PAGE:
7.2 Applying Value-Sensitive Design
In the previous section, we discussed the origins of VSD and its importance. We used the following definitions from Bayta Friedman and Prof. Jeroen respectively:
- ‘Ultimately, VSD requires that we broaden the goals and criteria for judging the quality of technological systems to include those that advance human values.’
- [VSD is a] way of doing ethics that aims at making moral values part of technological design, research and development.
But this of course is easier said than done. How can we embody values in design?
In this lecture, we will discuss the following 3 questions.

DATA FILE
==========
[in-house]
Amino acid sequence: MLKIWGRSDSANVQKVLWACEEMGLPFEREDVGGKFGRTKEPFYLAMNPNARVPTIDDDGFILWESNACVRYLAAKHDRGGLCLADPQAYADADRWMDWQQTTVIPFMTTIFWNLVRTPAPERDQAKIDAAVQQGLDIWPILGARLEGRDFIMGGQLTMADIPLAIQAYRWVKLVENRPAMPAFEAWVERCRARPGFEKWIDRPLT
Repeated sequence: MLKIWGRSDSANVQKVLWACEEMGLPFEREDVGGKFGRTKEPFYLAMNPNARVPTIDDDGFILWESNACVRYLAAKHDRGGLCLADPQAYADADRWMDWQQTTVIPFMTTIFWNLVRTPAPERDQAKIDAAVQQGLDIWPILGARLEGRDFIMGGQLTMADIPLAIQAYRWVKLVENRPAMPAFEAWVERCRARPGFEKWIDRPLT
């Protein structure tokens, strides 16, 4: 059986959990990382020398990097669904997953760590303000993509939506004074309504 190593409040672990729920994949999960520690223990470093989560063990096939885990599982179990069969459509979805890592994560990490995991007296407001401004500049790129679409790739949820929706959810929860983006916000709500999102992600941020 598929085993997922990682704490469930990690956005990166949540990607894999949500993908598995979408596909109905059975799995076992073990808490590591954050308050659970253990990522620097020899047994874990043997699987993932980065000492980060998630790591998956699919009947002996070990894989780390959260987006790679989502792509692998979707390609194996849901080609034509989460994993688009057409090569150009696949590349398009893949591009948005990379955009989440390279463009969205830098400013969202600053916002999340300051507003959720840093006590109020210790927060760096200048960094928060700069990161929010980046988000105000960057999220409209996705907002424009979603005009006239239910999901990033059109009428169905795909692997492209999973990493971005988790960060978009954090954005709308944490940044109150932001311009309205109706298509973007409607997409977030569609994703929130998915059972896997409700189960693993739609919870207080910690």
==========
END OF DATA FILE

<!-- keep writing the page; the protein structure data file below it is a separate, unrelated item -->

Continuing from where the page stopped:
- Can technology embody values?
- We will explain what we mean by comparing three perspectives on technology: instrumentalism, substantivism, and interactionism.
- What values should we include in design? And how can we deal with a multitude of values?
- How can we translate values into design requirements?
Our running examples will be animal welfare and biofuels. Please do check the key readings for this section.
Responsible Innovation by TU Delft OpenCourseWare is licensed under a Creative Commons Attribution-NonCommercial-ShareAlike 4.0 International License.
Based on a work at https://ocw.tudelft.nl/courses/responsible-innovation/.